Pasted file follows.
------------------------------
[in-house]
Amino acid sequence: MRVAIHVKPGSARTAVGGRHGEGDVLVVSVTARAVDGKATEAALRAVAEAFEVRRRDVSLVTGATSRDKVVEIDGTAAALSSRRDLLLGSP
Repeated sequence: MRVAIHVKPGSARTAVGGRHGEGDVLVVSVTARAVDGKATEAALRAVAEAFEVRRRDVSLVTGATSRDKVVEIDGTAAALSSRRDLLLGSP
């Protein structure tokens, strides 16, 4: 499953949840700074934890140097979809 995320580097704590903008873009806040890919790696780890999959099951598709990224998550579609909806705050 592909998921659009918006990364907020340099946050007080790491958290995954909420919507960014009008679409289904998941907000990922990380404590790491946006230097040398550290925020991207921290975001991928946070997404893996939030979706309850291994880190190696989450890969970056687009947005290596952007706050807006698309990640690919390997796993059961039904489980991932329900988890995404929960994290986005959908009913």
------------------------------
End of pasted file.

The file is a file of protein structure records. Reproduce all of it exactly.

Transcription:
[in-house]
Amino acid sequence: MRVAIHVKPGSARTAVGGRHGEGDVLVVSVTARAVDGKATEAALRAVAEAFEVRRRDVSLVTGATSRDKVVEIDGTAAALSSRRDLLLGSP
Repeated sequence: MRVAIHVKPGSARTAVGGRHGEGDVLVVSVTARAVDGKATEAALRAVAEAFEVRRRDVSLVTGATSRDKVVEIDGTAAALSSRRDLLLGSP
């Protein structure tokens, strides 16, 4: 499953949840700074934890140097979809 995320580097704590903008873009806040890919790696780890999959099951598709990224998550579609909806705050 592909998921659009918006990364907020340099946050007080790491958290995954909420919507960014009008679409289904998941907000990922990380404590790491946006230097040398550290925020991207921290975001991928946070997404893996939030979706309850291994880190190696989450890969970056687009947005290596952007706050807006698309990640690919390997796993059961039904489980991932329900988890995404929960994290986005959908009913």